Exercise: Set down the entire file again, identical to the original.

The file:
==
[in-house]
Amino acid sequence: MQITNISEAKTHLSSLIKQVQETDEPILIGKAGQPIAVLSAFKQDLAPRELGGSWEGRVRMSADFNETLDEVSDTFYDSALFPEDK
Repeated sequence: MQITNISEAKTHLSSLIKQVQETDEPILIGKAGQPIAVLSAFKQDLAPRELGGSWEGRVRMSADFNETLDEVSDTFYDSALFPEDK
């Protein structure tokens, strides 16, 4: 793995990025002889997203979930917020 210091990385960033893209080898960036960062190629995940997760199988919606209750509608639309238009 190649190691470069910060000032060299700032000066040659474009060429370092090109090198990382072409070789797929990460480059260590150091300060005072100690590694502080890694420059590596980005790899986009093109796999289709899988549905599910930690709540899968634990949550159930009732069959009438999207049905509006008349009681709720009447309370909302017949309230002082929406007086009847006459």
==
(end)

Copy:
[in-house]
Amino acid sequence: MQITNISEAKTHLSSLIKQVQETDEPILIGKAGQPIAVLSAFKQDLAPRELGGSWEGRVRMSADFNETLDEVSDTFYDSALFPEDK
Repeated sequence: MQITNISEAKTHLSSLIKQVQETDEPILIGKAGQPIAVLSAFKQDLAPRELGGSWEGRVRMSADFNETLDEVSDTFYDSALFPEDK
């Protein structure tokens, strides 16, 4: 793995990025002889997203979930917020 210091990385960033893209080898960036960062190629995940997760199988919606209750509608639309238009 190649190691470069910060000032060299700032000066040659474009060429370092090109090198990382072409070789797929990460480059260590150091300060005072100690590694502080890694420059590596980005790899986009093109796999289709899988549905599910930690709540899968634990949550159930009732069959009438999207049905509006008349009681709720009447309370909302017949309230002082929406007086009847006459």